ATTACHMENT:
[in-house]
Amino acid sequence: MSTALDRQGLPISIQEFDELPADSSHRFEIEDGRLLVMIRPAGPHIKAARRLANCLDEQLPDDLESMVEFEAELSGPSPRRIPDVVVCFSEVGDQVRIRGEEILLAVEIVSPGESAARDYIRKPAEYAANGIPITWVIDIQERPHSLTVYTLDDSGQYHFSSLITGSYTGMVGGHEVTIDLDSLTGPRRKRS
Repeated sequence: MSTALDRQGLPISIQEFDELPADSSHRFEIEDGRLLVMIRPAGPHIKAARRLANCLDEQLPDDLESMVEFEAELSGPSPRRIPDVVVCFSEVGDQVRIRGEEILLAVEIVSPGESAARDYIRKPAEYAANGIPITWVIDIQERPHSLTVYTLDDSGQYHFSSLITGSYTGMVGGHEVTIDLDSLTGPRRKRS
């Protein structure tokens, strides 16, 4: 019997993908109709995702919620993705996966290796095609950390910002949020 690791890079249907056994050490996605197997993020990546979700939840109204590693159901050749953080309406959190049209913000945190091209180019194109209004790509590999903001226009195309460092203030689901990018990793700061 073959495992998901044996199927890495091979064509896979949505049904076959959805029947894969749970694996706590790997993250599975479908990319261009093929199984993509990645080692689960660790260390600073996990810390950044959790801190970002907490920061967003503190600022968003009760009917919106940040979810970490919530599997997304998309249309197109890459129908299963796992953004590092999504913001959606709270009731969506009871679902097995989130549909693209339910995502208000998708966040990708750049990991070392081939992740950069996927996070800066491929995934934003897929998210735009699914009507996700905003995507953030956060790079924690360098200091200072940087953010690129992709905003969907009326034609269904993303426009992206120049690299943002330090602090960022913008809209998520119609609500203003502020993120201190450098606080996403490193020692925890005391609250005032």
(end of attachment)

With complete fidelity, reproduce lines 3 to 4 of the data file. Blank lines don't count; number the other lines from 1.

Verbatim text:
Repeated sequence: MSTALDRQGLPISIQEFDELPADSSHRFEIEDGRLLVMIRPAGPHIKAARRLANCLDEQLPDDLESMVEFEAELSGPSPRRIPDVVVCFSEVGDQVRIRGEEILLAVEIVSPGESAARDYIRKPAEYAANGIPITWVIDIQERPHSLTVYTLDDSGQYHFSSLITGSYTGMVGGHEVTIDLDSLTGPRRKRS
């Protein structure tokens, strides 16, 4: 019997993908109709995702919620993705996966290796095609950390910002949020 690791890079249907056994050490996605197997993020990546979700939840109204590693159901050749953080309406959190049209913000945190091209180019194109209004790509590999903001226009195309460092203030689901990018990793700061 073959495992998901044996199927890495091979064509896979949505049904076959959805029947894969749970694996706590790997993250599975479908990319261009093929199984993509990645080692689960660790260390600073996990810390950044959790801190970002907490920061967003503190600022968003009760009917919106940040979810970490919530599997997304998309249309197109890459129908299963796992953004590092999504913001959606709270009731969506009871679902097995989130549909693209339910995502208000998708966040990708750049990991070392081939992740950069996927996070800066491929995934934003897929998210735009699914009507996700905003995507953030956060790079924690360098200091200072940087953010690129992709905003969907009326034609269904993303426009992206120049690299943002330090602090960022913008809209998520119609609500203003502020993120201190450098606080996403490193020692925890005391609250005032």